Home Fleetwatch 2022 Peanut butter recall puts the spotlight on reverse logistics competence

Peanut butter recall puts the spotlight on reverse logistics competence

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Most companies’ primary focus is on the forward supply chain, or forward logistics, which gets products to market. Reverse logistics encompasses all the activities associated with a returned product or product components that are effectively moving backwards through the supply chain.
Most companies’ primary focus is on the forward supply chain, or forward logistics, which gets products to market. Reverse logistics encompasses all the activities associated with a returned product or product components that are effectively moving backwards through the supply chain.

The on-going recall of peanut butter products has put the spotlight on reverse logistics, an often-neglected aspect of supply chain management, according to SAPICS (The Professional Body for Supply Chain Management).

Earlier this month, the National Consumer Council (NCC) urged consumers to stop consuming and return certain brands of peanut butter to stores due to heightened levels of aflatoxin. The NCC continues to call on manufacturers of peanut butter and peanut butter-based products to test their products. But how prepared are South African businesses to protect the public through swift, efficient product recalls?

They can be a nightmare for organisations and supply chains, SAPICS notes. This latest food recall in South Africa should be prompting all organisations, including manufacturers, retailers and logistics service providers, to examine their reverse logistics plans and skills, the organisation says.

“The logistics involved in getting items back from consumers and retailers around the country is an enormous challenge. Having efficient, tried and tested recall plans and effective reverse logistics programmes in place is essential for manufacturers, retailers and everyone in the end-to-end supply chain,” stresses SAPICS president MJ Schoemaker.

“It can mitigate the potential damage and turmoil associated with a recall, including ensuring the health and safety of consumers, maintaining good relationships with suppliers and customers, preserving brand reputation and retaining the trust of consumers, and reducing the potentially enormous costs associated with a recall.”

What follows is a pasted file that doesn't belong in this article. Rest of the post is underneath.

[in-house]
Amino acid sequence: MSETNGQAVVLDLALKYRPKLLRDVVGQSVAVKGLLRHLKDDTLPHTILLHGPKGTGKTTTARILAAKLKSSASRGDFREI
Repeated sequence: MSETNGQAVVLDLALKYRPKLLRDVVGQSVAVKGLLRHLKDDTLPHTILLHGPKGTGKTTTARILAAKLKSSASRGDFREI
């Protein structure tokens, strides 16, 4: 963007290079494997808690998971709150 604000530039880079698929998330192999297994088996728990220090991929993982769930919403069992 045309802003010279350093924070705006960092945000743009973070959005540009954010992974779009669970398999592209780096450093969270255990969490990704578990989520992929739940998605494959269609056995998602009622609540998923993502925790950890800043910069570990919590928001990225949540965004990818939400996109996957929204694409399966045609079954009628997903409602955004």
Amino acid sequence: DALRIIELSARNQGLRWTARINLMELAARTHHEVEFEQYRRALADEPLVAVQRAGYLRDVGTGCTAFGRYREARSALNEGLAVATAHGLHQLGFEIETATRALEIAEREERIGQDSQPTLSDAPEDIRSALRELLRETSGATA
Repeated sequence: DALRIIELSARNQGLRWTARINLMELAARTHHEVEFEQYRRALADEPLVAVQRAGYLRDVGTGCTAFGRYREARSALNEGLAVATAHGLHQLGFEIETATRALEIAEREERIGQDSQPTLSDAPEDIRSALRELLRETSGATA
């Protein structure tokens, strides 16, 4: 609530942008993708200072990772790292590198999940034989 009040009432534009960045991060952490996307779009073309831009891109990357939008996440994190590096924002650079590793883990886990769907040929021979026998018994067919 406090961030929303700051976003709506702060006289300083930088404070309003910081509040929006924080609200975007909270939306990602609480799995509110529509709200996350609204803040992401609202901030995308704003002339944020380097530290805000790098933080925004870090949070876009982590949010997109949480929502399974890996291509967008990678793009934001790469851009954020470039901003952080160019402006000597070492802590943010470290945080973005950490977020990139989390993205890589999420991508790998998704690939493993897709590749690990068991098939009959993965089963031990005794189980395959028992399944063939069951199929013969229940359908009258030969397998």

A notice from Clover on the shelves at a Super Spar informing consumers of the limited recall of Go Nuts peanut butter. All the supply chain processes that got the product to the shelves had to be reversed for the recall. SAPICS is urging all organisations, including manufacturers, retailers and logistics service providers, to examine their reverse logistics plans and skills.
A notice from Clover on the shelves at a Super Spar informing consumers of the limited recall of Go Nuts peanut butter. All the supply chain processes that got the product to the shelves had to be reversed for the recall. SAPICS is urging all organisations, including manufacturers, retailers and logistics service providers, to examine their reverse logistics plans and skills.

Reverse logistics encompasses all the activities associated with a returned product or product components that are effectively moving backwards through the supply chain. It includes recalled goods as well as faulty or substandard items and parts of products that are reused or recycled.

Reverse logistics is often forgotten because most companies’ primary focus is on the forward supply chain, or forward logistics, which gets products to market and has the greatest impact on a business’s bottom line. However, organisations ignoring the reverse supply chain and the need for reverse logistics planning and competency do so at their peril.

Recognising the importance of reverse logistics, it is one of the topics that SAPICS covers in its regular skills development and networking events, like the annual SAPICS Conference which takes place from 9 to 12 June 2024 in Cape Town. It will be held under the theme “Supply Chain Metamorphosis” and hosted in association with the Southern African Association of Freight Forwarders (SAAFF). 

“Successful supply chain management has become essential to compete successfully in today’s competitive global marketplace and supply chain roles must be filled by people with the requisite knowledge, skills and qualifications, including in the overlooked area of reverse logistics,” says Schoemaker.

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